Optica One

for Aqueous Inks

Luxurious, smooth fine art paper

Bring the details to life

  • * 100-Years Certified Archival (certificate) by Accredited 3rd Party
  • * Certified by Canon Alliance Partnership Program in conjunction with the Rochester Institute for Technology (RIT)
  • * Perfect for photo prints
  • * Eye-popping color gamut & Dmax
  • * Incredible detail and resolution
  • * Manufacturer direct
  • * Matte finish  |  15 mil thickness  |  300 gsm weight

*Compatible with most Epson, Canon, and HP printer models!

DESCRIPTION

300GSM BRIGHT WHITE SMOOTH FINE ART PAPER, 100% COTTON

Optica One is a 300gsm bright white, matte fine art paper with a luxuriously smooth surface ideal for high resolution photographic imagery. It is able to produce extremely crisp and accurate detail as a result of its leadership (when measured against other fine art papers on the market today) in tonal range value, line quality, line contrast, and raggedness.

Optica One is Breathing Color's latest innovation tailor-made for the demanding and discerning photographer who values superior performance in print quality.

KEY FEATURES

UNRIVALED COLOR GAMUT

With a proprietary inkjet receptive coating that delivers off-the-chart numerical readings in Dmax and color gamut, Optica One represents the new age of fine art papers from Breathing Color and is unmistakably in a league of its own.

DELIVERS EXTREMELY DEEP BLACKS

The Dmax on Optica One is exceptional. If you print black & white photography, this paper is a must see.

BEAUTIFUL SKIN TONES

Just wait until see your portrait photography on Optica One. It might be most pleasing reproduction of skin tones you have ever seen on a fine art paper.

INCREDIBLE RESOLUTION

Optica One will bring a new perspective to the finest detail contained in your photographs. Photographers spend a lot of money to buy the right camera and equipment that will enable them to capture every detail of their vision. It's time to use a paper that can do the same.

ARCHIVAL CERTIFIED

Optica One is archival certified for 100+ years. Download and utilize Optica's Archival Certificate to differentiate your business and show your customers how much you care about quality.

MANUFACTURER-DIRECT

Our proprietary products are very expensive to develop, manufacture and ensure quality. If we sold them through traditional distributors, our products would hands down be the most expensive on the market. Instead, we employ a manufacturer-direct business model that bypasses the middle man and empowers us to provide you with first class, state-of-the-art products at competitive prices. It also allows us to deliver direct, unprecedented service and support for our products. Here's where you can learn 5 Ways to Save Money with Breathing Color.

GET A TRIAL ROLL

If you are new to Breathing Color and would like to test this product, we highly recommend that you take advantage of the inexpensive Trial rolls offered.Trial rolls are priced at cost, and at times below our cost in order to encourage our customers to try our award-winning products for a minimal investment. Trial rolls provide enough product so that our customers can sufficiently run tests and create samples. CUSTOMERS MAY ONLY PURCHASE ONE TRIAL ROLL OF EACH PRODUCT.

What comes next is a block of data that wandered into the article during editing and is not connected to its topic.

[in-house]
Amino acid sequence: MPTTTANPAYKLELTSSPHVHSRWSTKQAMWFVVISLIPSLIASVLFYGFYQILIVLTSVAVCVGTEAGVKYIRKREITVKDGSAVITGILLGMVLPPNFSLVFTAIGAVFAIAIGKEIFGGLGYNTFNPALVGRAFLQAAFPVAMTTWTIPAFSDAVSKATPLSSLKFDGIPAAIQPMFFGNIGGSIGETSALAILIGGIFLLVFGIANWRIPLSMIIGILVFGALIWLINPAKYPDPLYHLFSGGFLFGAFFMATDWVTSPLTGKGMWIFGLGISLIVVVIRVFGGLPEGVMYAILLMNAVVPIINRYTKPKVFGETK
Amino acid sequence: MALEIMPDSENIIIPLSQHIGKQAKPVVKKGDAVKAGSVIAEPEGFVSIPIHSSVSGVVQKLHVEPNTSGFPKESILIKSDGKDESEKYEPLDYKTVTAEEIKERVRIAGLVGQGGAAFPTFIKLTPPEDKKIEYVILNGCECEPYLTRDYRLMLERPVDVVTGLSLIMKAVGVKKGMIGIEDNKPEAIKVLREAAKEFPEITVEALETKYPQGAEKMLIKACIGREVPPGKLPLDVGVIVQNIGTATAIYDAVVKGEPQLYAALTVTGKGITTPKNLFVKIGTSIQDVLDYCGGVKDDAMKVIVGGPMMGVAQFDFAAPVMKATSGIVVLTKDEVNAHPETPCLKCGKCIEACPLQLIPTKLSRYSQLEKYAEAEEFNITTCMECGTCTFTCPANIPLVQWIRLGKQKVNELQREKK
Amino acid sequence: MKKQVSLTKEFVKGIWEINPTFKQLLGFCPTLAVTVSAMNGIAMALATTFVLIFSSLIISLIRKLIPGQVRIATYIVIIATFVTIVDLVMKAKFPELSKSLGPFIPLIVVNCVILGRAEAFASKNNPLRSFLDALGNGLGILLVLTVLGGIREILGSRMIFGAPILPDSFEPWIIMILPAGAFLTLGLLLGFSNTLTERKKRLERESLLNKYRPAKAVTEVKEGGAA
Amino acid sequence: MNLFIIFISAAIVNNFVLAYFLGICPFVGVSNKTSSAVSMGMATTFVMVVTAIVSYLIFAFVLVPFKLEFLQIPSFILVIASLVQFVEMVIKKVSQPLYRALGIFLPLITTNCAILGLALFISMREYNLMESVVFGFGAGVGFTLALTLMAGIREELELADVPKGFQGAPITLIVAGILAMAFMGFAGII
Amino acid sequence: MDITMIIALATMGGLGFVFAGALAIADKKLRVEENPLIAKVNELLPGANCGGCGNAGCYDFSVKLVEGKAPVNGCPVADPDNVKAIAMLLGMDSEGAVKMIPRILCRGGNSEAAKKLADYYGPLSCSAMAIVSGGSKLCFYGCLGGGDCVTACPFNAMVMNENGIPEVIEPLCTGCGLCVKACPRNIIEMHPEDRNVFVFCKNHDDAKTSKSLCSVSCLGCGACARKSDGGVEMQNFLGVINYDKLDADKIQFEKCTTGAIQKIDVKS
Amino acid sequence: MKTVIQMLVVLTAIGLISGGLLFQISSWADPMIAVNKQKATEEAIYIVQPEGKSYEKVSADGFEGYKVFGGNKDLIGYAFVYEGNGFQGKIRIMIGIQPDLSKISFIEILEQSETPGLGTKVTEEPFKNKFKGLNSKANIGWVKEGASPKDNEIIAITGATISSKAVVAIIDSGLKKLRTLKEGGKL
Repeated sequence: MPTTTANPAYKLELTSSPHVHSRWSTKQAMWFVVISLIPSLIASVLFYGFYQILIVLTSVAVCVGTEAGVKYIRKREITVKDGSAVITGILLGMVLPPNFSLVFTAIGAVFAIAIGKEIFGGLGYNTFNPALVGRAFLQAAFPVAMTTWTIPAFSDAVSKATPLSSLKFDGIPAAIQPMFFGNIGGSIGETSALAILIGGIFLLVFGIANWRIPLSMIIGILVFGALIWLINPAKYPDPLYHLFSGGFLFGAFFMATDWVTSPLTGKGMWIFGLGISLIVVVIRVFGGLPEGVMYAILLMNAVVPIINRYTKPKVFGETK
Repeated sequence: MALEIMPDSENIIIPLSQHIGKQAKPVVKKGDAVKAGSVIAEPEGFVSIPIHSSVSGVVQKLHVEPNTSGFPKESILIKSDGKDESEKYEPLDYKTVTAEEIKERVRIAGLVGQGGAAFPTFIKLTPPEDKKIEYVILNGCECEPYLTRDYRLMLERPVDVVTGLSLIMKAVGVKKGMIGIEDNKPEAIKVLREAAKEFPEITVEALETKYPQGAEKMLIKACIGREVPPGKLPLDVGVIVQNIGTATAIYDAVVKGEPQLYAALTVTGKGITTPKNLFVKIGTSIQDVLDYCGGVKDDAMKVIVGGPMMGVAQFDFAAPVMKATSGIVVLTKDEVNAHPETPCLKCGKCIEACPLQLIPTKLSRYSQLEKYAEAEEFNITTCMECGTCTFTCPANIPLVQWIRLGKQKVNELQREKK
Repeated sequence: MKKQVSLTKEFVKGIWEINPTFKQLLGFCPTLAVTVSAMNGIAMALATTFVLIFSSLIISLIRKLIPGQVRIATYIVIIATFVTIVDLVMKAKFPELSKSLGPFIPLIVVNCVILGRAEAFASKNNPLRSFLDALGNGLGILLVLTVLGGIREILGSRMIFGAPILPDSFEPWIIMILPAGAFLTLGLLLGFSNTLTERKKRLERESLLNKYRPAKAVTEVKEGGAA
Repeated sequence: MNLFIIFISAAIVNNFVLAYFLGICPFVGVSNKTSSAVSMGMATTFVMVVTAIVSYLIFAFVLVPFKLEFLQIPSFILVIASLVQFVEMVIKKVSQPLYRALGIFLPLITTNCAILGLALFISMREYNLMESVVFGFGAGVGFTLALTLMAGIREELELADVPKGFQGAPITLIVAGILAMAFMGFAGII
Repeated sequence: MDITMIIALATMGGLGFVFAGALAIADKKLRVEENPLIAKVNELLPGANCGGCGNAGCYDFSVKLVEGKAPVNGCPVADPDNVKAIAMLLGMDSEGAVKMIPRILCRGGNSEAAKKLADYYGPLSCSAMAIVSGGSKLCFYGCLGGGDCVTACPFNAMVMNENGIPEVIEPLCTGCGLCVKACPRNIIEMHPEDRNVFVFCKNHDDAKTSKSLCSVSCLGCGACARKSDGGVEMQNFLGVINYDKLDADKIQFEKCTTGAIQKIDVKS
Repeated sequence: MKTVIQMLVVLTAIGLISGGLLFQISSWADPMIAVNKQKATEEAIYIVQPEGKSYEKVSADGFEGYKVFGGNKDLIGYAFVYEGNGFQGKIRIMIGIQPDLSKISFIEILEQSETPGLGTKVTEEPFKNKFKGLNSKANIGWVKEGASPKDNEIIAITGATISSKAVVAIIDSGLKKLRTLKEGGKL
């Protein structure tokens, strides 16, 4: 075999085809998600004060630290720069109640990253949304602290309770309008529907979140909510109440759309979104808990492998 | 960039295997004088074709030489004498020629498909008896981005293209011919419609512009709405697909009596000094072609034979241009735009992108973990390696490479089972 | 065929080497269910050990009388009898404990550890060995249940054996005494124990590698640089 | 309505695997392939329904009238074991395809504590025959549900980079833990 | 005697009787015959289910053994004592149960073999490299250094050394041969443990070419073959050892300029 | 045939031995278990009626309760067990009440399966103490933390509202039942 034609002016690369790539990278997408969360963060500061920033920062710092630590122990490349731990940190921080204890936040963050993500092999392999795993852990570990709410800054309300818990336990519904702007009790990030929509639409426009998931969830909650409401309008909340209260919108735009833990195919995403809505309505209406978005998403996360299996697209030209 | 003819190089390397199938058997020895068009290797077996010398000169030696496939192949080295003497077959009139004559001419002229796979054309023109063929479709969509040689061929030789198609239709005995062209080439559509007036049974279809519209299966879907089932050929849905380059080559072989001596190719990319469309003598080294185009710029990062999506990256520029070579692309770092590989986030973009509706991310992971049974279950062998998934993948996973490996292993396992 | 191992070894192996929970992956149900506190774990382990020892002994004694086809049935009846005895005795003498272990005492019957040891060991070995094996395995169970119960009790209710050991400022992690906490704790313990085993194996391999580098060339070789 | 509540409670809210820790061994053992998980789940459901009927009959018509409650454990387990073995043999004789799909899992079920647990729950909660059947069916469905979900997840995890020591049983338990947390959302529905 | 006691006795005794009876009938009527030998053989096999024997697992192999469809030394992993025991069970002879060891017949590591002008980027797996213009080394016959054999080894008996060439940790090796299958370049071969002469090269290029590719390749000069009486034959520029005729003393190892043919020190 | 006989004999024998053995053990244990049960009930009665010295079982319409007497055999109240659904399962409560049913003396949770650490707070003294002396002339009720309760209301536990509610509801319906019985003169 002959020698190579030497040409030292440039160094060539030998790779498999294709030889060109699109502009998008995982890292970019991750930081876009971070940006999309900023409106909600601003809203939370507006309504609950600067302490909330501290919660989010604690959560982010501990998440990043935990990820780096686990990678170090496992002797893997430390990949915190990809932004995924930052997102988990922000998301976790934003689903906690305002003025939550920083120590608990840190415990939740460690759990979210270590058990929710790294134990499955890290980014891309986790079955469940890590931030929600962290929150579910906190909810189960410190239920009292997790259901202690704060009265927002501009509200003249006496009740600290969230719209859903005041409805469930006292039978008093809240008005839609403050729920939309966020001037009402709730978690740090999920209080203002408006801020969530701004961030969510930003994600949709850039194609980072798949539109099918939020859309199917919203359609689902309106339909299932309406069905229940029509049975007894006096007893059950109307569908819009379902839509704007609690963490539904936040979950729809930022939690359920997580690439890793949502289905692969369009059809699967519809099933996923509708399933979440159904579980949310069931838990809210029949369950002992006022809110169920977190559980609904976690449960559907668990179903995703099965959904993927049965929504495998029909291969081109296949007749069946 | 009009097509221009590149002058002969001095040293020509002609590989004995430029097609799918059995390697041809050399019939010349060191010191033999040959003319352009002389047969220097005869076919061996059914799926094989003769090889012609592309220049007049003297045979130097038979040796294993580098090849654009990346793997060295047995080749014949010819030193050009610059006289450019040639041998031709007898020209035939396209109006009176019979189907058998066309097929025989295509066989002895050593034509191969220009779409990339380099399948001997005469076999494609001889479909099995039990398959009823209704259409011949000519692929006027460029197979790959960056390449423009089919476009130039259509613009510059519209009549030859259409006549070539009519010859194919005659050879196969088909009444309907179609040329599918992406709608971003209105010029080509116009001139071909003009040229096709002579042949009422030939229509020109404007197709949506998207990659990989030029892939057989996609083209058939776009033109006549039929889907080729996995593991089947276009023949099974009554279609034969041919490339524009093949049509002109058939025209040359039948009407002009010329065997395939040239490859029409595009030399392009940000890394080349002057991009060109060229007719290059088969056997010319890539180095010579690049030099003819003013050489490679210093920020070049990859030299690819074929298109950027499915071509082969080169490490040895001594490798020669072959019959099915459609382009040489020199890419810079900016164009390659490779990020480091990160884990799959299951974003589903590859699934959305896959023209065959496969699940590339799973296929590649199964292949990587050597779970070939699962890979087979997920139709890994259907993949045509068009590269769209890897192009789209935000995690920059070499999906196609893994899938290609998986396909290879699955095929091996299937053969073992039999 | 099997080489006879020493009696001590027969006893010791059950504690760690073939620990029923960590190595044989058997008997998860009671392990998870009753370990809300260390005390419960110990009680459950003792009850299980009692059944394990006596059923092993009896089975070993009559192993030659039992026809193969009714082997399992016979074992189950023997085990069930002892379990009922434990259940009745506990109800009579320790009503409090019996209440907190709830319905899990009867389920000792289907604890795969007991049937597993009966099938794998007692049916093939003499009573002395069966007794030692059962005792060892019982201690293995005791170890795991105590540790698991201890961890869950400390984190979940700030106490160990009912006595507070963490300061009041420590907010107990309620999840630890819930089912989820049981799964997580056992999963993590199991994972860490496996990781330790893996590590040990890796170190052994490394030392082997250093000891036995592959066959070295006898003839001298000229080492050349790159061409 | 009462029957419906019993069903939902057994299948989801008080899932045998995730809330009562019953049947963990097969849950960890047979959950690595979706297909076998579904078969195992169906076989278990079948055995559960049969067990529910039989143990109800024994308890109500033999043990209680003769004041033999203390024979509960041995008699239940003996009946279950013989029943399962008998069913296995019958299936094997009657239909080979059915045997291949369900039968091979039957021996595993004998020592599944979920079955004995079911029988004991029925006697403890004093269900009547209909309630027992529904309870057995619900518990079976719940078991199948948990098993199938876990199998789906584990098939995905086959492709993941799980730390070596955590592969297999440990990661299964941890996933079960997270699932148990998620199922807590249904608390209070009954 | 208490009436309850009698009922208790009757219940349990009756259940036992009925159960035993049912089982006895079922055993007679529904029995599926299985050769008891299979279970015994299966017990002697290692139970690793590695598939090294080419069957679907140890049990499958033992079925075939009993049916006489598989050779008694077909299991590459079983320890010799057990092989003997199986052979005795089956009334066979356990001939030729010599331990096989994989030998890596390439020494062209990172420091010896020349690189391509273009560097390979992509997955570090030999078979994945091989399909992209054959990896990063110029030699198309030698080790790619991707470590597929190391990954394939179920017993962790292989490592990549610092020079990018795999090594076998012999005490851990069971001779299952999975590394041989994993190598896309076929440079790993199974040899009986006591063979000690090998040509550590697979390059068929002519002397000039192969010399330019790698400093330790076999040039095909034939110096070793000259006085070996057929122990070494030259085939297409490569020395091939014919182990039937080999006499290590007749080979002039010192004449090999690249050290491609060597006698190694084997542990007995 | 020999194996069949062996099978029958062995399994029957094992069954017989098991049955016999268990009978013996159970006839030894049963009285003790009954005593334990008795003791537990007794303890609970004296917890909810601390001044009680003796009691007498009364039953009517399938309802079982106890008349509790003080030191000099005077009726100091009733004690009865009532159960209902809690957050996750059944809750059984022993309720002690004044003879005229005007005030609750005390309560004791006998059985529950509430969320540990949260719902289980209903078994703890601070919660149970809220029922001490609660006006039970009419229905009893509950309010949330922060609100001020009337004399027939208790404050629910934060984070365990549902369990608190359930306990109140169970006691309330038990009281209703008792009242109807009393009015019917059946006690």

Other Product Information

Optica One Fine Art Paper is water-resistant and instant drying, and can therefore be coated with our Timeless or Glamour 2 print varnish to create coated finishes on 100% Cotton Rag fine art paper (scroll down below this section to see a tutorial video of this process). You can use Timeless Gloss, Satin, and Matte with the process outlined in the video below. You can also use Glamour 2 Gloss, Matte, or a combination of the 2 when coating Optica One.

Breathing Color is now publishing measured testing data analysis of our products in order to illustrate our ongoing commitment to excellence in quality and the attainment of clear leadership in product innovation. We call our products "the most advanced in the world" - and its our job to to show you precisely why. Please read our Print Quality Evaluation of The Top 100% Cotton Rag Inkjet Fine Art Papers.

Print Permanence Testing & Archivability Standards

Optica One Passes Blue Wool Test

Compatible Inkjet Printers

This Product has been compatibility tested and approved for the following printers. If you do not see your printer listed below, it does not mean it is not compatible but that we have not tested and approved your printer at this time. Our aqueous media is compatible with most pigment and dye-based ink systems.

Canon

Professional Photo: Pixma Pro-1, Pixma Pro-10, Pixma Pro-100, Pixma Pro9500, Pixma Pro9500 Mark II

Large Format: iPF5000, iPF5100, iPF6000S, iPF6100, iPF6200, iPF6300, iPF6300S, iPF6350, iPF6400, iPF6450, iPF8000, iPF8000S, iPF8300, iPF8300S, iPF8400, iPF9000, iPF9100, iPF9400, iPF9400S, W6400, i990

Epson

Stylus Photo Series: R1800, R1900, R2000, R2400, R2880, R3000

Stylus Pro Series: 3800, 3880, 3890, 4000, 4800, 4880, 4900, 7500, 7600, 7700, 7800, 7880, 7890, 7900, 9500, 9600, 9700, 9800, 9880, 9890, 9900, 10000, 10600, 11880, WT7900

Surecolor: T3000, T5000, T7000

Roland

Hi-Fi Jet Pro & Pro II Series Printers, VersaArt RA-640

HP

DesignJet: 1055CM +, Z2100, Z3100, Z3200, Z3200ps, 5000, Z5200, 5500, Z6100, Z6200

Photosmart Pro: 8750, B9180

Mimaki

JV-4, JV2-130, JV22-160

Mutoh